Inside the Digital Paper Labs at Xerox and HP
One good example is Eastern Pulp and Paper Inc., Amherst, Mass. A player in many niche markets, Eastern was eager to get in on the ground floor of the nascent paper market for HP's high-end Indigo digital printers.
Indigo started as an independent Israeli company that wasn't eager to share technical secrets with Eastern, so Eastern's scientists went ahead and figured out how the Indigo digital printer worked. That was the only way they could market a digital paper for it.
"It turned out to be digital imaging with a hybrid offset transfer," says John McMahon, manager of specialty paper at Eastern. The company's engineers came up with their own conclusions on how the Indigo's ink adhered to paper on press, and how images were transferred from the printer's blanket to the paper. That led to Eastern's independent brand.
Rochester Institute of Technology (RIT) does the technical certification of paper for the Indigo press in North America. "We've done extensive work beyond RIT," McMahon says, bringing in outside experts in addition to in-house staff.
Unlike some small- and mid-sized mills that push R&D down to the supplier level, Eastern maintains its own test lab. Large mills, like Georgia Pacific and International Paper, also test their paper on specific digital output devices. And though they won't admit it, some are producing paper that gets branded by familiar copier, printer, and digital press makers, says Jim Forrest, industry analyst and managing editor of the Hard Copy Supplies Journal.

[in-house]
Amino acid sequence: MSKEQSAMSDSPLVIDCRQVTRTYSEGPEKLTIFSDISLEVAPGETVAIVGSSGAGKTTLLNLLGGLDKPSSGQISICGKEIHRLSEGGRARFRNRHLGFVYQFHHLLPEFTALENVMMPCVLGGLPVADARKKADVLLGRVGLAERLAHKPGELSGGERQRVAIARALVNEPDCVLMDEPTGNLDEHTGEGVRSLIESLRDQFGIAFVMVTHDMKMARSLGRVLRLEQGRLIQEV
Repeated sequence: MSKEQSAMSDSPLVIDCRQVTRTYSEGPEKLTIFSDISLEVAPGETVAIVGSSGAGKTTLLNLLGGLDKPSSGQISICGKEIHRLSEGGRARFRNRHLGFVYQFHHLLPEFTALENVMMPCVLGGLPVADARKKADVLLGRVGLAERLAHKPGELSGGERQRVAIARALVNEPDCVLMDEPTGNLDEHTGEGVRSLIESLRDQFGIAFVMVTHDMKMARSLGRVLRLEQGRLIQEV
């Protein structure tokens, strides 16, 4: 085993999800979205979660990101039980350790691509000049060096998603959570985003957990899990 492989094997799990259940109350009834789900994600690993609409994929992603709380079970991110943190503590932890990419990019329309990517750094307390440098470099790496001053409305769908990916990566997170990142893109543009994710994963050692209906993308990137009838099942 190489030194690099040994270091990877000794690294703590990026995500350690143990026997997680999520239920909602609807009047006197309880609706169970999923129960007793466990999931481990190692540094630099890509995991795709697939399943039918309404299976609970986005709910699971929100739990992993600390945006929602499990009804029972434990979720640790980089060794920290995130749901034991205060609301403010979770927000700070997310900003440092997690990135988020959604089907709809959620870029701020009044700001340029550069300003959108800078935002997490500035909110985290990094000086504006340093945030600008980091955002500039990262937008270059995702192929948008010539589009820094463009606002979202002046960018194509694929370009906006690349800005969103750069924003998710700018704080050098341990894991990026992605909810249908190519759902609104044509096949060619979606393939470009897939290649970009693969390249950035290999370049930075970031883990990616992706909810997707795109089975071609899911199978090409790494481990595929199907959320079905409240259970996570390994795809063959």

"Paper has good margins," Forrest says. "They can get more money for their brand. Go to an office supply store and you can see branded paper selling for [significantly] more than a generic competitor."
Whether they go it alone or co-develop with mills, Forrest says virtually all the leading digital copier, printer, and press makers regularly send engineers to work closely with preferred mills to ensure products to fit their spec.